I'll stand While to his arm we trust the bloody Like a safe valley, that low bends the knee fray;
To some aspiring mountain.
I am ashamed of so ignorant a carper, who doth not Though men and giants should conspire know that an epithet in tragedy is very often no other with gods,
than an expletive. Do not we read in the Nes
Sophonisba of "grinding chains, blue plagues, white 113 He is alone equal to all these odds. occasions, and blue serenity ?" Nay, it is not the
adjective only, but sometimes half a sentence is put by "Credat Judæus Appella,
way of expletive, as, "Beauty pointed high with
spirit." in the same play; and “In the lap of blesssays Mr. D
“For, passing over the absurdity of ing, to be most curst, in the Revenge. being equal to odds, can we possibly suppose a little 115 A victory like that of Almanzor: insignificant fellow-I say again, a little insignificant Almanzor is victorious without fight. fellow-able to vie with a strength which all the Sam
Conquest of Granada sons and Herculeses of antiquity would be unable 116 Well have we chose an happy day for fight; to encounter ?" I shall refer this incredulous critic For every man, in course of time, has found to Mr. Dryden's defence of his Almanzor; and, lest Some days are lucky, some unfortunate. that should not satisfy him, I shall quote a few lines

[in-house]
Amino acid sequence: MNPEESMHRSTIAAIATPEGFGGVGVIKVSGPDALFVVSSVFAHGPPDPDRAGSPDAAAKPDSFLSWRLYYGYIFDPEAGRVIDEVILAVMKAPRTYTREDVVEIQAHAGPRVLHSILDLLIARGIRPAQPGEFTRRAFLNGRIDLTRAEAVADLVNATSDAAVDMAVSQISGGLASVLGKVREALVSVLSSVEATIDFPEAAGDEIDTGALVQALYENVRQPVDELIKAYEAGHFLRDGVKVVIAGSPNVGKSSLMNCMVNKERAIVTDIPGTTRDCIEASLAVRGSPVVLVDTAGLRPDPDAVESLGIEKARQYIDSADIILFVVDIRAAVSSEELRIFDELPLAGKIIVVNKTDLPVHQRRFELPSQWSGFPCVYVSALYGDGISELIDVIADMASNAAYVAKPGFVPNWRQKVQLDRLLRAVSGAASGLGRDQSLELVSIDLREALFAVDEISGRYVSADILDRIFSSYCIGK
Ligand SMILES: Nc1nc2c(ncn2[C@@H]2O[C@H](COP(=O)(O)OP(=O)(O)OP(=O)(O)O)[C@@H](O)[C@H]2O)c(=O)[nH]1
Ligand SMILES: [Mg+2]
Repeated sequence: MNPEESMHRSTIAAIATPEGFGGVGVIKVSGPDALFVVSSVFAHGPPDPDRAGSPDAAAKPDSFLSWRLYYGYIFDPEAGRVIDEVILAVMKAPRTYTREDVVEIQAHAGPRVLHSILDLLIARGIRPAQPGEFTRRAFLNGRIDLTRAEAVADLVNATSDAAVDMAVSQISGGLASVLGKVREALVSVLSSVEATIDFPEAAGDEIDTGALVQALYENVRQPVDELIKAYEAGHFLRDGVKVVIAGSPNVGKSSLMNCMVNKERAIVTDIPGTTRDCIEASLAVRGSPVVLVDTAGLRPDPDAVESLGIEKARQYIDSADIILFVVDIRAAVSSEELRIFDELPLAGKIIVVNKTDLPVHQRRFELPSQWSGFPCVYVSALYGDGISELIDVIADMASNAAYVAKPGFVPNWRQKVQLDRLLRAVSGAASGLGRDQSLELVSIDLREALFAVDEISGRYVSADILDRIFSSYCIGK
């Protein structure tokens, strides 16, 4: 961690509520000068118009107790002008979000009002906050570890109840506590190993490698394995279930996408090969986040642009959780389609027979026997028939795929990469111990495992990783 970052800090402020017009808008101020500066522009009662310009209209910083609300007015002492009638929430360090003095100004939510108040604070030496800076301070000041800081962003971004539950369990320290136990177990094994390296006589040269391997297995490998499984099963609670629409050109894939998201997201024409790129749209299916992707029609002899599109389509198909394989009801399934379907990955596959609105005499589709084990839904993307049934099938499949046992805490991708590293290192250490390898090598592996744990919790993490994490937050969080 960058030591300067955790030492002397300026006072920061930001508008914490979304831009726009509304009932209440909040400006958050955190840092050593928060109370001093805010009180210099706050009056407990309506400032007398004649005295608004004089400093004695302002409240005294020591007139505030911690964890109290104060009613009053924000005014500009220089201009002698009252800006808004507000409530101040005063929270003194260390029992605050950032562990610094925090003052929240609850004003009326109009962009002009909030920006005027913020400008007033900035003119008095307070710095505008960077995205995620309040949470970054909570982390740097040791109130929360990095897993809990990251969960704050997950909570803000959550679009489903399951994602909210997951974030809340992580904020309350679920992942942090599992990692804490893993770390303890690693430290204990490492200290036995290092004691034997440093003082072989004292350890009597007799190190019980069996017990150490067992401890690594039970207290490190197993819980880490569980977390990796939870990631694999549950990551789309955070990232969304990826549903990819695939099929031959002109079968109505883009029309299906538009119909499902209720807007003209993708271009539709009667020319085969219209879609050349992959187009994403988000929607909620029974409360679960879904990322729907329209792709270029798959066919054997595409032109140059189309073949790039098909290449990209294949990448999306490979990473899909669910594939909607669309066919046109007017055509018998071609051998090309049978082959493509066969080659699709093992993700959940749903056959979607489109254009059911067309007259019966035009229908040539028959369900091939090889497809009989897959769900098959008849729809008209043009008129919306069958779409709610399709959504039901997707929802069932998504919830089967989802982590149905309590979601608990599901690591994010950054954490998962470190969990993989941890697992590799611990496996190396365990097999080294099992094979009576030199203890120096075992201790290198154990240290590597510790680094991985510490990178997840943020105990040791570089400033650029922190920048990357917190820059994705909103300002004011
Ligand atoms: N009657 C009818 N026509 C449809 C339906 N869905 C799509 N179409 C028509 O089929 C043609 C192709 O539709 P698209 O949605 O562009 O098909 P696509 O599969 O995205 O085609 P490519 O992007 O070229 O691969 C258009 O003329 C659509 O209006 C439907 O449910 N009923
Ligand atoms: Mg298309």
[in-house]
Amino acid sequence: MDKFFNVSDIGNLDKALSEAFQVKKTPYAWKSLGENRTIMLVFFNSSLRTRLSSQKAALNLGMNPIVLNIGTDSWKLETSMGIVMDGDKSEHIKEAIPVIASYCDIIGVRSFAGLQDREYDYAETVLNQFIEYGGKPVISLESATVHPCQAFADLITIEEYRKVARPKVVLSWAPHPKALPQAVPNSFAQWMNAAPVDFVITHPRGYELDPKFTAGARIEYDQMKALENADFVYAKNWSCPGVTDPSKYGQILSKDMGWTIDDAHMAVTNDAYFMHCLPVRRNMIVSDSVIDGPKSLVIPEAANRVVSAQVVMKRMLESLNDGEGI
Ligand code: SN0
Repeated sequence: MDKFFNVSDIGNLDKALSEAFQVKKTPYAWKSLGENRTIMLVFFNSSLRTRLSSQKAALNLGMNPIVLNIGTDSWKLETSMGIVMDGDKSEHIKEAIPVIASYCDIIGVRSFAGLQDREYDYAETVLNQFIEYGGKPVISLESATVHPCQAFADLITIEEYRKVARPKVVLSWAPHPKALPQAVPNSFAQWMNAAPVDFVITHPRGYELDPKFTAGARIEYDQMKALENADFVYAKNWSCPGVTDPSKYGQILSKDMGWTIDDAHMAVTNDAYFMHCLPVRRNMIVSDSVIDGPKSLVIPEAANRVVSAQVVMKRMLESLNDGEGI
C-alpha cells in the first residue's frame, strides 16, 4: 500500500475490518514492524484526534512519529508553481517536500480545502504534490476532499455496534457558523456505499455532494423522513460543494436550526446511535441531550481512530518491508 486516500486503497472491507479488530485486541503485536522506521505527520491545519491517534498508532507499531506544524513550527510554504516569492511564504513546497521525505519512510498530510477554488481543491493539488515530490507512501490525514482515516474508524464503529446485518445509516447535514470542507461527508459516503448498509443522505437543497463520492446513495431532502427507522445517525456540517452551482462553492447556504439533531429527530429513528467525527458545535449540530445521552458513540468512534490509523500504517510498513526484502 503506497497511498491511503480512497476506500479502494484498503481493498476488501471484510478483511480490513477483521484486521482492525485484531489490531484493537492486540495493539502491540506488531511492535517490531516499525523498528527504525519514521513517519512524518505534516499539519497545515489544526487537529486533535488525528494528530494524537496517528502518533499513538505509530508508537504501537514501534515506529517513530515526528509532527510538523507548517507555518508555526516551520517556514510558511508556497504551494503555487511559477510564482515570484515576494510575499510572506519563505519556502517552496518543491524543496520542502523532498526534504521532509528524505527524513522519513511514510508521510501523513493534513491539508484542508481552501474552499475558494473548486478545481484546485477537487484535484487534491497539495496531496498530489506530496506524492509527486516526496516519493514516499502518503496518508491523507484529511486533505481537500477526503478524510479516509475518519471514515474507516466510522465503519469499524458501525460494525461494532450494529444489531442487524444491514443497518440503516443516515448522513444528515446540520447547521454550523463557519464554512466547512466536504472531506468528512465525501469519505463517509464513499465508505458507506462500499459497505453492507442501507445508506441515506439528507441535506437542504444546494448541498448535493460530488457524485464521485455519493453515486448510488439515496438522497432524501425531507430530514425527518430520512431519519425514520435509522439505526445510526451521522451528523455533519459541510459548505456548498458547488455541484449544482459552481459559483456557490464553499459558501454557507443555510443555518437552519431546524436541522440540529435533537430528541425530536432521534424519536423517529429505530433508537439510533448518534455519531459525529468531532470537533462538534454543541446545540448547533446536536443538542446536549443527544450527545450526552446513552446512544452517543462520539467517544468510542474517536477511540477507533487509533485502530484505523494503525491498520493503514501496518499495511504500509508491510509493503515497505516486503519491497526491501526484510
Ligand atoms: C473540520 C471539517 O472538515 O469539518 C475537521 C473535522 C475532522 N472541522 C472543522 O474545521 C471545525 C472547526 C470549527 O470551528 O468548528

King Arthur A peep-show, carried around in a box.
117 Will teach his wit an errand it ne'er A child, in time to come,
To be his heir, though it may be
That he his wish should have;
The charmer to him gave.
Thou 'st heard the past, look up and see
the future. I'll softly tell you as we march along.
Thumb. 122 Lost in amazement's gulf, my SCENE 8. Thunder and Lightning.
See there, Glumdalca, see another 123 me! (Tom Thumb, Glum dalca, cum suis.) Glum. O, sight of horror! see, you are
devoured the è Thumb. Oh, Noodle! hast thou seen a day
By the expanded jaws of a red cow. like this? 119 The unborn thunder rumbles o'er our
Merl. Let not these sights deter thy noble
124 For, lo! a sight more glorious courts
See from afar a theatre arise;
There ages, yet unborn, shall tribute pay hurl;
To the heroic actions of this day;
Then buskin tragedy at length shall Merl. Tom Thumb!
choose Thumb. What voice is this I hear?
Thy name the best supporter of her muse. Jleri.
Thumb. Enough: let every warlike music Thumb. Again it calls.
Tom Thumb! Glum.